Introduction by Clare Beams
I was often happiest in high school math class when things took a turn toward abstraction, and I remember the day we talked about Zeno’s Paradox better than I remember most days. We were learning about asymptotes, I think, but the concept caught me for its resonance beyond the graphs on the board. The way I remember it goes something like this: if you close the distance between yourself and an object by halves each time, you will never actually reach that object, because any space, no matter how infinitesimally small, can always be divided in half again. You must travel halfway before traveling the whole way, and there are infinite halves. You can’t finish something that’s infinite. You can’t actually touch.
I thought about Zeno again while I was reading Blake Sanz’s debut collection The Boundaries of Their Dwelling, because there’s something asymptotic about these characters. They approach and approach—they are powerfully and movingly drawn to approach—and yet so often they can’t quite seem to reach one another. Their efforts at reaching are thwarted, or they have to happen indirectly, through mediation of some kind, or they’re misdirected, mistranslated, misunderstood. For years one character possesses just a single picture of the brother she’s never met, in which his face is turned away. Another character gives a grieving widow a gift saturated with meanings, at least for him, but can never be sure what meanings she’s taken from it. And centrally, crucially, a son, Tommy, longs for connection with his father, Manuel, and in the end receives it—maybe, partially—only through a shared reaction to a story someone else is telling.
To borrow one of Blake Sanz’s own gorgeous lines, “Ultimately, you see the beauty only peripherally.”
Tommy and Manuel thread their way through much of this collection, and they’re here in “Godfather,” the story that’s published below, too. But our narrator this time is peripheral to both of their lives. Keith is a visitor in the world of the story he tells us, and he’s held at a distance from that world even as he’s trying to occupy it: we watch as he’s conscripted into participating in a baptism in a rural church whose rites he can’t directly decipher, because barriers of language and culture and tradition get in the way. To understand the moment he’s standing in, then, he has to use other means. The power of what he nonetheless discovers overwhelms me.
It is my absolute pleasure to introduce this story from Blake Sanz to you, reader, in all its power, all its revelation. Because that’s the paradox part of Zeno’s Paradox: sometimes you do connect in the end, somehow, even without quite touching. You can see a lot without quite looking at it.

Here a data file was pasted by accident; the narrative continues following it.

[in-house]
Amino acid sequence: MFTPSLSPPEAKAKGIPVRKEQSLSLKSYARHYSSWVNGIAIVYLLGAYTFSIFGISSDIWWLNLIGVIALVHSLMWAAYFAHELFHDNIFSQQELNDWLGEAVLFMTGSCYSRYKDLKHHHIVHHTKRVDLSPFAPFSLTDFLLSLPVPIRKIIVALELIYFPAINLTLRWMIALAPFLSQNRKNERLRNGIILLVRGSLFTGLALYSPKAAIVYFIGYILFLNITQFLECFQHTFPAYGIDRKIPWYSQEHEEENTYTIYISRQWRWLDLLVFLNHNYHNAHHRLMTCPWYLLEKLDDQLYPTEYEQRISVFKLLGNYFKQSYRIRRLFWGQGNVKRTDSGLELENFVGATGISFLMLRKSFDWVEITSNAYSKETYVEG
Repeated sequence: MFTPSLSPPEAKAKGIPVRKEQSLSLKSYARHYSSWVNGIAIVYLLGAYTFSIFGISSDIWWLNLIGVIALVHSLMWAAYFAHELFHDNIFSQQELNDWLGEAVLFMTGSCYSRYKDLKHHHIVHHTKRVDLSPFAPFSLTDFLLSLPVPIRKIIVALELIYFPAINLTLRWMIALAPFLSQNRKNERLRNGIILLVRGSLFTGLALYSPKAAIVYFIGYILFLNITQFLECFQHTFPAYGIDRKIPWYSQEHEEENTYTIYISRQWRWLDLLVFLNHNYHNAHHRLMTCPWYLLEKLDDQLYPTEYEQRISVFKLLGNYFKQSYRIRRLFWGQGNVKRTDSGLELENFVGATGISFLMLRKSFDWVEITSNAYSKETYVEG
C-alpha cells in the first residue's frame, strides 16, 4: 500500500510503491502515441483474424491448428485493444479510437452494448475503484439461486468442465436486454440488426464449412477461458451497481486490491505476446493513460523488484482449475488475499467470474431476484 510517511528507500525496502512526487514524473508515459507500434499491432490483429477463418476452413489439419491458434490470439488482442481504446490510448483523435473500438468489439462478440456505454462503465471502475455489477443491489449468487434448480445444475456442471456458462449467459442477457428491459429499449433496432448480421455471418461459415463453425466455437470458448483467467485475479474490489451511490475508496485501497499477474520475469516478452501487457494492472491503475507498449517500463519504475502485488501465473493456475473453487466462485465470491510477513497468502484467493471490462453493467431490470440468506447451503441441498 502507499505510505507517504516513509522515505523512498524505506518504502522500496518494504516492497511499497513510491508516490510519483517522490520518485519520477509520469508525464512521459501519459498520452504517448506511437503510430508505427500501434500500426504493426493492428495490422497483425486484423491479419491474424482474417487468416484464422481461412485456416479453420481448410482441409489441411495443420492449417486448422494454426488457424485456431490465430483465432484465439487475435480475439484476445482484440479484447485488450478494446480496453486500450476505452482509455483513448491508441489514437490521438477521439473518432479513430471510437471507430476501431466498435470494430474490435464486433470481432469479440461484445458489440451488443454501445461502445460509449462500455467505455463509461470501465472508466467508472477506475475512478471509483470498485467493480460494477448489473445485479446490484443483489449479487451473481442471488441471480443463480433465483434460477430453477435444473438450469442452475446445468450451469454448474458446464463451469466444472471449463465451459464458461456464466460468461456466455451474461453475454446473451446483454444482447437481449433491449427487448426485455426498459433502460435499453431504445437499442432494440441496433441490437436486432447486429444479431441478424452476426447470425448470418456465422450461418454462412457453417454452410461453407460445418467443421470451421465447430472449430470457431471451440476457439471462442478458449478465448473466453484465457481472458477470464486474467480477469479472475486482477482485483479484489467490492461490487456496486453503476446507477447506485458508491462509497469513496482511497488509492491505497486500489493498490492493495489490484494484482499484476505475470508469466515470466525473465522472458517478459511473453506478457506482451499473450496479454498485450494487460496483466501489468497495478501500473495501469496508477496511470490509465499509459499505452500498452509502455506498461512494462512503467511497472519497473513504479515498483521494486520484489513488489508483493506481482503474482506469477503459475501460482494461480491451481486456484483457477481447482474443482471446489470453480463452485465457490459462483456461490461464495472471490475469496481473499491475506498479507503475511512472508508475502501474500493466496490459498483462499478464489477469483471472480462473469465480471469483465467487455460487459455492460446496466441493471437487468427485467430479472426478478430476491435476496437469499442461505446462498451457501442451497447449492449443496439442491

Now, please, go ahead: see what you can see.
– Clare Beams
Author of The Illness Lesson
Even I Don’t Know Why I’m at This Baptism
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“Godfather” by Blake Sanz
To grant Mercedes’s wish, we had to find this old priest in a cheap resort town called Tecolutla; if I was okay with it, the we should include me. Or anyway, that’s what Manuel told me over the phone that morning. “She wants you to be there,” he added. He told me how things had gone the night before when they all got back to his apartment from our final planning session at the Hotel California. The argument started innocently enough. He and Tommy had needled Mercedes about this baptism business. Why expose Tita to anyone official in Mexico, they argued. The fewer to know about her before she crosses, the better. Wouldn’t there be a document certifying the rite? Couldn’t the certificate of baptism later be used against them? Or, might it not work the other way? Wouldn’t a priest require a birth certificate to perform the ceremony? And in that case, how would it be possible to find a priest willing to baptize the child on such short notice?
This had all sounded like bullshit to Mercedes. She felt ganged up on. She told them flatly that she didn’t care what the rules were, and she didn’t care about anything so petty as the bureaucracy behind a birth certificate. What was that in the face of a child’s soul? What was that in the face of performing a rite that that been performed on every single member of every single child in her family, going back as far as the time of the mixed-race great-grandchildren of Cortés? “Híjole,” she had said, “my mother and father would have wanted this!”
This, the trump card.
Tommy and Manuel let it drop. Tommy explained to his father: the only reason she’d ever gone to America—Louisiana, at that—in the first place was that her mother had been murdered when she was a girl. “At the Acteal massacre,” he said. “The one at the church in the jungle. The day her husband disappeared. Her parents, they were churchgoing people. Very devout.” And so, on Mercedes’s behalf, at Tommy’s begrudging behest, Manuel was calling to see if I would come.
“Where is Tecolutla?” I asked. “And why there? Why not here, in Poza Rica?”